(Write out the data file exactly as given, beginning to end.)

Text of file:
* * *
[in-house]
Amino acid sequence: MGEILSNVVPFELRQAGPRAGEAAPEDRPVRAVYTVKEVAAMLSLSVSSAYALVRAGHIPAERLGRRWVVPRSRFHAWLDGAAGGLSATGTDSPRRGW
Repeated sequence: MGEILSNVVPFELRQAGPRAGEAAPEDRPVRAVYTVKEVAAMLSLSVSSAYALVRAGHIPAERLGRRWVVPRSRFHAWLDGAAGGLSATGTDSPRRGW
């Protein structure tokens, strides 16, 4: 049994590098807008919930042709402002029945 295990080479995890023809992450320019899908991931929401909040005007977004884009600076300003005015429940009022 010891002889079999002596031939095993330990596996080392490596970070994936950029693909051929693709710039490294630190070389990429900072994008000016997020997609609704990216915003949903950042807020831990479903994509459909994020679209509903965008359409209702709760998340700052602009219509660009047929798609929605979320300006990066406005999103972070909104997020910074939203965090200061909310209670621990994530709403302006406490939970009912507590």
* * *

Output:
[in-house]
Amino acid sequence: MGEILSNVVPFELRQAGPRAGEAAPEDRPVRAVYTVKEVAAMLSLSVSSAYALVRAGHIPAERLGRRWVVPRSRFHAWLDGAAGGLSATGTDSPRRGW
Repeated sequence: MGEILSNVVPFELRQAGPRAGEAAPEDRPVRAVYTVKEVAAMLSLSVSSAYALVRAGHIPAERLGRRWVVPRSRFHAWLDGAAGGLSATGTDSPRRGW
């Protein structure tokens, strides 16, 4: 049994590098807008919930042709402002029945 295990080479995890023809992450320019899908991931929401909040005007977004884009600076300003005015429940009022 010891002889079999002596031939095993330990596996080392490596970070994936950029693909051929693709710039490294630190070389990429900072994008000016997020997609609704990216915003949903950042807020831990479903994509459909994020679209509903965008359409209702709760998340700052602009219509660009047929798609929605979320300006990066406005999103972070909104997020910074939203965090200061909310209670621990994530709403302006406490939970009912507590």